Facts and observations concerning the geology of Vermont have been contributed by many persons, but careful and systematic work has been done by comparatively few men. Some of these, volunteers in the field, have worked because of their love for this work, and have found their reward in the results of their labors. Others just as ardent in study have had behind them appropriations, meager appropriations, from the funds of the State. it is from the labor of the latter, those aided by the State, that a systematic knowledge of the rocks of the State has chiefly come. The early leaders in Vermont geological study have had a varying and scattered band of followers, yet each individual, diligent and careful, has helped to lighten some dark corner, so in a way contributing to the illuminating of the whole.
The names of men doing special service the field of Vermont geology come quickly to mind. Standing at the head of the pioneers, is without doubt that of the Rev. Zadock Thompson. His History of Vermont, Natural, Civil, and Statistical, published at Burlington in 1842, is a treasury of knowledge from which writers of later periods have drawn supplies. Nearly a score of years before publication, this active and successful student of the Natural History of the State had busied himself in the accumulation of his material.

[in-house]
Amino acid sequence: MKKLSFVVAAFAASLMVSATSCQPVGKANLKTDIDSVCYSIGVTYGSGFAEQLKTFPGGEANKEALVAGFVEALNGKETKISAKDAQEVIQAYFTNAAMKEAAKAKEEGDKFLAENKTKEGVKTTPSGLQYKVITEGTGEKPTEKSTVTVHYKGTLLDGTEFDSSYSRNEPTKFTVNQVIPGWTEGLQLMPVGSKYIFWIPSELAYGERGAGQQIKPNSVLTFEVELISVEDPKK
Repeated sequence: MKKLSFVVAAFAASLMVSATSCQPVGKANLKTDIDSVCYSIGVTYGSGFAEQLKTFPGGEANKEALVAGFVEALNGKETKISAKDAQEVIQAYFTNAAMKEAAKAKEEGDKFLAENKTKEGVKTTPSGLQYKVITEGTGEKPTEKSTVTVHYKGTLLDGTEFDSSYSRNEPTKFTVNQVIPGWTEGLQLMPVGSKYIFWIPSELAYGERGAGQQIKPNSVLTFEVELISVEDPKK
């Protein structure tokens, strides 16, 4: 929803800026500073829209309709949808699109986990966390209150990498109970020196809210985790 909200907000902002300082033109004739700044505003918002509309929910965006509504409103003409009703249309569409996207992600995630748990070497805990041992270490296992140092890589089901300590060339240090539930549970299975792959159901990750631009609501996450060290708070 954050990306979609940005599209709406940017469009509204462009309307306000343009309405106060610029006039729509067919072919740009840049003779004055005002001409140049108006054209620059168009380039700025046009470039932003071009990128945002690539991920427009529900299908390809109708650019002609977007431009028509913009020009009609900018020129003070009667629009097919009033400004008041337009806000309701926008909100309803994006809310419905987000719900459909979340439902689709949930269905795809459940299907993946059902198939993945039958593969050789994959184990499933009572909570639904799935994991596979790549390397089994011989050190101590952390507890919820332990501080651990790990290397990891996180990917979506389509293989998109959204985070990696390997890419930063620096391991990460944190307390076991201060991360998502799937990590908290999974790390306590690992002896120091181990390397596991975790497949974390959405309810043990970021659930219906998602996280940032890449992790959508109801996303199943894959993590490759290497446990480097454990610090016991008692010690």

This professor of Natural History in the University of Vermont, this preacher, this man of vast and varied knowledge, has probably influenced science more in Vermont than any other person the State has produced. A pioneer, he run lines for himself and others into new fields. Physiographic geology was especially advanced by him. He could do well his own personal work, and beyond this he had the power of pressing into his service the best scientific ability of the whole country, thus accomplishing a vast amount of work which his own engagements would not permit him to do.